Saturday, March 15, 2003

    SMS exchange during tonight's Reborn In The USA:
    David: Vote Elkie.
    Pano: Pearl's a minger.
    David: She stands up, when she sprays the urinal.
    Pano: In a nightclub.
    I promised myself I wouldn't get caught up in Reborn In The USA, but tonight's vote between Elkie Brooks and Gina G is, in its own tiny way, a battle between Talent and Tat.

    In the red corner: Elkie Brooks. While Gina G's brief UK career started in 1996 with the Eurovison Song Contest, Elkie's began over 30 years earlier when she participated in the British Song Contest in 1965. She later joined rock/blues band Vinegar Joe, where she shared vocal duties with Robert Palmer - but don't hold that against her. Elkie had to wait till 1977 for her first solo hit - the brilliant "Pearl's A Singer", as massacred by drag queens everywhere. Oh, and you know that song "[I wanna see the] Sunshine after The Rain" that was a club hit for Berri in the mid-90's? Well, that was a top ten hit for Elkie twenty years earlier. Look, the woman's paid her dues, OK? And, get this, her real name is Elaine Bookbinder. What more can you want? Vote Elkie. Phone 09011 155 402 or text ELKIE to 83200.

    In the blue corner: Gina G. I rest my handbag.

    Friday, March 14, 2003


    My lovely, lovely friend Christian, who works in the music industry, regularly sends me a huge envelope full of CDs. Among the many, many albums in the latest 'care package' was "Tusk" by Camper Van Beethoven. All I knew of CVB before this was the fantastic single, "Take The Skinheads Bowling", but on this evidence, I think they've got themselves a new fan. As you may have guessed from the cover artwork, the album is a deranged version of Fleetwood Mac's most excessive album. In its own little way, this is as 'out there' as the original. Part loving tribute, part parody. Part wonderful, part excruciating, it reminds me of the sonic excesses of a Kiki and Herb show. And, best of all, there's no Stevie Nicks on it. A customer review on Amazon sums it up: "Part of the charm for me as well is the audacity of the project -- like trying to re-make "Thriller" with a bunch of your friends and a 4-track."

    Thanks, Christian. I think I love it.

    Thursday, March 13, 2003

    Mike has promised to donate £100 to Comic Relief if he gets 235 or more comments on one post by midnight on Friday. I have to say, it's not looking all that likely - as I type, there have been 96 comments. So, even if you don't normally post comments, go over to Troubled Diva right now and leave a comment.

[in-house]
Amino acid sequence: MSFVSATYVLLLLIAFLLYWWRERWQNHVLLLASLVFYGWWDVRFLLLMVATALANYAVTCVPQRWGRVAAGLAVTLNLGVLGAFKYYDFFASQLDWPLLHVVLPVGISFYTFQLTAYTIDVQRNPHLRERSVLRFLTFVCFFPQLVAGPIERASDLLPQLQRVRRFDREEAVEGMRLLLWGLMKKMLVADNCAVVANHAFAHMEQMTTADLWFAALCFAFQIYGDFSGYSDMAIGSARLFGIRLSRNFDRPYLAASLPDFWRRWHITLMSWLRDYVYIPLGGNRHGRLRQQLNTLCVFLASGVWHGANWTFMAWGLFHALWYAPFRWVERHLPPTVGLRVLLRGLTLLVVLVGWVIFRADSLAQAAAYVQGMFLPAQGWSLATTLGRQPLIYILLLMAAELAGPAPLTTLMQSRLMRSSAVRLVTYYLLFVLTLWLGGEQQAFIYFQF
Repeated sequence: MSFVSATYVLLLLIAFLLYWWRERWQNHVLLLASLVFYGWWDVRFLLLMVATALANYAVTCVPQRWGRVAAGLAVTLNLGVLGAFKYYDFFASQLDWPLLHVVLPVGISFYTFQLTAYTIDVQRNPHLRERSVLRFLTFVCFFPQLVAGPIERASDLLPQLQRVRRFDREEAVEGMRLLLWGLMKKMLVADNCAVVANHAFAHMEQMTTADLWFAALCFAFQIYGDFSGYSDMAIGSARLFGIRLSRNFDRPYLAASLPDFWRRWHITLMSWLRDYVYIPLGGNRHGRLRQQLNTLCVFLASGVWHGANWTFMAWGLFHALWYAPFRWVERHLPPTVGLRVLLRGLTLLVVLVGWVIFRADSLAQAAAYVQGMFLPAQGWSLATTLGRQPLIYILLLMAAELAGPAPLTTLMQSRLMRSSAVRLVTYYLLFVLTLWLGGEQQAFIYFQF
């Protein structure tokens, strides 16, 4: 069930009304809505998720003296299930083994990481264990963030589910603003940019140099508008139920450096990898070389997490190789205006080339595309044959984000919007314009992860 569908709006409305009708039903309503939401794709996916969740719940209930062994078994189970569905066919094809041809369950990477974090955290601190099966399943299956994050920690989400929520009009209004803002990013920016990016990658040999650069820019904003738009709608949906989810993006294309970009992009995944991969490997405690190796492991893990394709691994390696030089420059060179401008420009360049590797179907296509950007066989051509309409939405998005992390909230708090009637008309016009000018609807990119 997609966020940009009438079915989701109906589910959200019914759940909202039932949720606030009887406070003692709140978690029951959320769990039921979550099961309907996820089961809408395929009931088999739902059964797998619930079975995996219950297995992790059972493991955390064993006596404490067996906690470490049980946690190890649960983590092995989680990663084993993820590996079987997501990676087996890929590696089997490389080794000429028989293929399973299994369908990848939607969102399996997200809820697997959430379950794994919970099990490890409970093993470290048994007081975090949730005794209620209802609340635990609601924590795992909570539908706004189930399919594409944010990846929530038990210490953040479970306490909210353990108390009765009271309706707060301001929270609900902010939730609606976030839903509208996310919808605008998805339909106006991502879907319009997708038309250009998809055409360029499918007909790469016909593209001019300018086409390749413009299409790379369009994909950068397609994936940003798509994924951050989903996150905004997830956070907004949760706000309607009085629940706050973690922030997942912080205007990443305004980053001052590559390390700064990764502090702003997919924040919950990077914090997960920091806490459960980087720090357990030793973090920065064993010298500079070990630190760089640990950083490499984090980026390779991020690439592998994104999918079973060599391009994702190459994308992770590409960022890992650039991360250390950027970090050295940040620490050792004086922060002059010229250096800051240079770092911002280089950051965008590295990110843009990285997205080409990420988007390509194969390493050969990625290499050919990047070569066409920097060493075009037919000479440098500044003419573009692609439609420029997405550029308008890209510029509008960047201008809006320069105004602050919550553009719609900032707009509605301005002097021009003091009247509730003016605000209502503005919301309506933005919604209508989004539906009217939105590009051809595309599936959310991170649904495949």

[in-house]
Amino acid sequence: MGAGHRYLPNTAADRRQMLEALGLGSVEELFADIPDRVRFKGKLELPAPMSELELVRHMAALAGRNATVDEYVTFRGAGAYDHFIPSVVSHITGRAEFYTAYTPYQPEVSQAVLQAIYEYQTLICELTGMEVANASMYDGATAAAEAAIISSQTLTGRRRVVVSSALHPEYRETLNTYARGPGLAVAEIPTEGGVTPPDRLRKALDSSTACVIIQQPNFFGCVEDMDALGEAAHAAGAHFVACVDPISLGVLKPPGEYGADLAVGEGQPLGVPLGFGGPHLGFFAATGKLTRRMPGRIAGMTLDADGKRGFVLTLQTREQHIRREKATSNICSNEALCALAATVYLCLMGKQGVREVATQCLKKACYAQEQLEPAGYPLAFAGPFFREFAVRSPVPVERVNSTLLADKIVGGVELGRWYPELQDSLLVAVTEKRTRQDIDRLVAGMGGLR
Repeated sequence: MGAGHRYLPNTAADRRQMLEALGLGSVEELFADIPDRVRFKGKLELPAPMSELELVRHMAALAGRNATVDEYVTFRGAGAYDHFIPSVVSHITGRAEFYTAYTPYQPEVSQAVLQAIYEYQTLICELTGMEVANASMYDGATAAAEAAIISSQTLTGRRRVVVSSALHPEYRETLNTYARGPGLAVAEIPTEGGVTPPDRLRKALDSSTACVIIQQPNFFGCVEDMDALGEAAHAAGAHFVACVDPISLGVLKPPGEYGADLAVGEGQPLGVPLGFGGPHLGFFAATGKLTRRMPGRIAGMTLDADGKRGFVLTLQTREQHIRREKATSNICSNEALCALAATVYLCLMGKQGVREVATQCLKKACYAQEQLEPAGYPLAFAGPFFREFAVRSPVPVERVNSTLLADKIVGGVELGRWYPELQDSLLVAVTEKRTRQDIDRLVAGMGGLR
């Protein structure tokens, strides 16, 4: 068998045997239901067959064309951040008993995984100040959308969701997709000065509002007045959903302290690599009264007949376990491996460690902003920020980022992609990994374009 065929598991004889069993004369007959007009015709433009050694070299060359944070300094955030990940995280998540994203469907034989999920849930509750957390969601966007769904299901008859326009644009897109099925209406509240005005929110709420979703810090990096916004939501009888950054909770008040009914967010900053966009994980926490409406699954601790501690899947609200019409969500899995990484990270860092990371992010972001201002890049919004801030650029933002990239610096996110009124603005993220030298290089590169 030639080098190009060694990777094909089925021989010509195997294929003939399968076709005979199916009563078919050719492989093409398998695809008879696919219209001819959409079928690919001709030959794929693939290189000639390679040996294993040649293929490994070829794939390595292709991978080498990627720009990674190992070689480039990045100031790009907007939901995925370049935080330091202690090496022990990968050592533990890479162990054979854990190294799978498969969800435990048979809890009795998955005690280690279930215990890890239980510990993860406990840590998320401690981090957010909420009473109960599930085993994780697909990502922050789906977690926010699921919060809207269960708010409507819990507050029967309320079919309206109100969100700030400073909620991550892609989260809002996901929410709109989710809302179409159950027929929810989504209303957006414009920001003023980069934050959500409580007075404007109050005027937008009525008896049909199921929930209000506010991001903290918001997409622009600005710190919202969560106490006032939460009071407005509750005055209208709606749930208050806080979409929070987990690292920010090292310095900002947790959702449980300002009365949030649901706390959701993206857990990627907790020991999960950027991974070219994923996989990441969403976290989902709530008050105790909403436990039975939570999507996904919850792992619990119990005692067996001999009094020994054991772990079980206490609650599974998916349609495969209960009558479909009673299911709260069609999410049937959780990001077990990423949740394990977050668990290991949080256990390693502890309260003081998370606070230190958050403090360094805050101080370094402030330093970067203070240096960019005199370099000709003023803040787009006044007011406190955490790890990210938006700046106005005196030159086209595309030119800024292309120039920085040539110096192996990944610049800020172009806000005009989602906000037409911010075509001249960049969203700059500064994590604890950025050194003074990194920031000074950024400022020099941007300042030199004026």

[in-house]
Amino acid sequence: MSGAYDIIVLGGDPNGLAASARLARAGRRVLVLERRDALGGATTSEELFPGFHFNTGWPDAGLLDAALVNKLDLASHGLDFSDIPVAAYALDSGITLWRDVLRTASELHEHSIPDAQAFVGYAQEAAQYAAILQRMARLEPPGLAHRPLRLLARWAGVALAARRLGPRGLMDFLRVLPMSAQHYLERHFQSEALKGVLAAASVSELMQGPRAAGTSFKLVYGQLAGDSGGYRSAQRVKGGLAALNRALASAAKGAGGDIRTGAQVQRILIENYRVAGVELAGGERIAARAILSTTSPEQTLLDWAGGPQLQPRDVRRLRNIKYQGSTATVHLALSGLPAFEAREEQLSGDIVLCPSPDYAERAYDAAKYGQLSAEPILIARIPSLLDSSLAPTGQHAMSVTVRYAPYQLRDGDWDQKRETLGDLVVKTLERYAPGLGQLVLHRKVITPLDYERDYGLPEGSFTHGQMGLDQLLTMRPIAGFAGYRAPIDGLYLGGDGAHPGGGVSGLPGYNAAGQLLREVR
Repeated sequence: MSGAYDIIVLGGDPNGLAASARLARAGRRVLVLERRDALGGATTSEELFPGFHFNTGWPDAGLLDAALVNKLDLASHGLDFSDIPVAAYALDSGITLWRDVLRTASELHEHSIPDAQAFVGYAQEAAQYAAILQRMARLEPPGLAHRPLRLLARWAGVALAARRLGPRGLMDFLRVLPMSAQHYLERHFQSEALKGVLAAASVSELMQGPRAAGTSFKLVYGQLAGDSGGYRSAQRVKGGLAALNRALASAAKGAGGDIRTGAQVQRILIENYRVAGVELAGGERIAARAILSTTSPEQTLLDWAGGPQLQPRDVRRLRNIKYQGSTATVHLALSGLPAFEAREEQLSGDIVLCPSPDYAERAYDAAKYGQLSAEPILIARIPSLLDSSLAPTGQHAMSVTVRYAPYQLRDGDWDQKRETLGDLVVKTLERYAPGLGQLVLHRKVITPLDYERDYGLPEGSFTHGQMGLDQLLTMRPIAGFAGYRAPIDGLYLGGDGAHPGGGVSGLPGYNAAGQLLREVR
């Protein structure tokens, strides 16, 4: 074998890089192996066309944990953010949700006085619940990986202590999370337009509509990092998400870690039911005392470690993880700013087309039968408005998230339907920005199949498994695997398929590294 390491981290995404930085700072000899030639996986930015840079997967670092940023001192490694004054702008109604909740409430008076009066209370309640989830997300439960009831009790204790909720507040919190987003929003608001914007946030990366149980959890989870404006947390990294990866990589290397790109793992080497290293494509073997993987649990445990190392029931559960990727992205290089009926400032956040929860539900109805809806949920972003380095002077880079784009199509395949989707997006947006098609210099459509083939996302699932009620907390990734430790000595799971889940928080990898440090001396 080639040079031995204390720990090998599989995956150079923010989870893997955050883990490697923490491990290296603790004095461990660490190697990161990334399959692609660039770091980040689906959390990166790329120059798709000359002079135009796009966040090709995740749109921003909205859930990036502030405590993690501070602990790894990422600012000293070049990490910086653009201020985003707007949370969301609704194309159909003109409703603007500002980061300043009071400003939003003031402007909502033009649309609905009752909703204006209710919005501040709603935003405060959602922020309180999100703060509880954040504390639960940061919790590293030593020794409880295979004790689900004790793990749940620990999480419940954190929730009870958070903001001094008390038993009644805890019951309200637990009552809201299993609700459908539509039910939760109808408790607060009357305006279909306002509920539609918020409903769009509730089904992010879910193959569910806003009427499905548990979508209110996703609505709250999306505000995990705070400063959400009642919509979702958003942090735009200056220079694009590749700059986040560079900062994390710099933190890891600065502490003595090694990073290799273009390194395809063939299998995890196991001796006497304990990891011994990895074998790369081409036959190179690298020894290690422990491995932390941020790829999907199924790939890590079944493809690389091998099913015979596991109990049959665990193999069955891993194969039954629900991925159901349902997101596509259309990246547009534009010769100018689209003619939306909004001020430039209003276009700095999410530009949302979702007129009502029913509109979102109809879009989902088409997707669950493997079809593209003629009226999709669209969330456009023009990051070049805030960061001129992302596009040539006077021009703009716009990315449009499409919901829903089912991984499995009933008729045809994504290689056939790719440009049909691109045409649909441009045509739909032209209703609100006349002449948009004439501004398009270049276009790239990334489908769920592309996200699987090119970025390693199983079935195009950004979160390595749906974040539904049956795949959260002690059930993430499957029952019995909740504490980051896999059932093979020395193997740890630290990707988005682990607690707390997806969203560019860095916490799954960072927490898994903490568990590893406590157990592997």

Mr Bush, you can call your war off now, because the Swish Cottage Weapons Inspectors can reveal exactly how many weapons of mass destruction there are: 943,000. All but 270,000 of these belong to Iraq.

    There are 18,200 weapons of mass without any destructive capabilities.
    Of these,
  • 8,320 are weapons of mass distraction.
  • 1,590 are weapons of mass disruption.
  • 983 are weapons of mass obstruction.
  • 887 are weapons of mass deception.
  • 554 are weapons of mass construction, while 36 are weapons of mass deconstruction.
  • 309 are weapons of mass seduction
  • 236 are weapons of mass production.
  • 203 are weapons of mass instruction.
  • 126 are weapons of mass consumption.
  • 35 are weapons of mass distortion.
  • 32 are weapons of mass corruption.
  • 28 are weapons of mass irritation.
  • 24 are weapons of mass reduction.

    There have not yet been any recorded sightings of weapons of mass abduction. And despite what cynics may say about the real reasons behind the war, we have found no weapons of mass oil production. But give it a day or two, and I'll guarantee there'll be at least one...
  • Wednesday, March 12, 2003

    I've never told anyone this story before, and I'm not sure I should tell it at all, but it was a long time ago.

    It was ten years ago. I had a decent job and my own flat, but I was rubbish with money. My credit card bill was spiralling out of control, with more and more interest being added every month. My trouble wasn't so much that I kept spending, but more that I kept forgetting to pay it. I meant to; I really, really meant to.

    I had the best intentions - I'd wake up every morning thinking, "Shit! I really must pay that bill today." I'd carry the thing around with me, in a pocket, forgotten, till it was too late and the banks were shut. "Right, well, I'll definitely pay it tomorrow…"

    I'd get reminder letters, and I'd carry those around all day, too. The following month's bill would arrive; with a double payment plus interest upon interest upon interest. And again, I'd forget to pay it.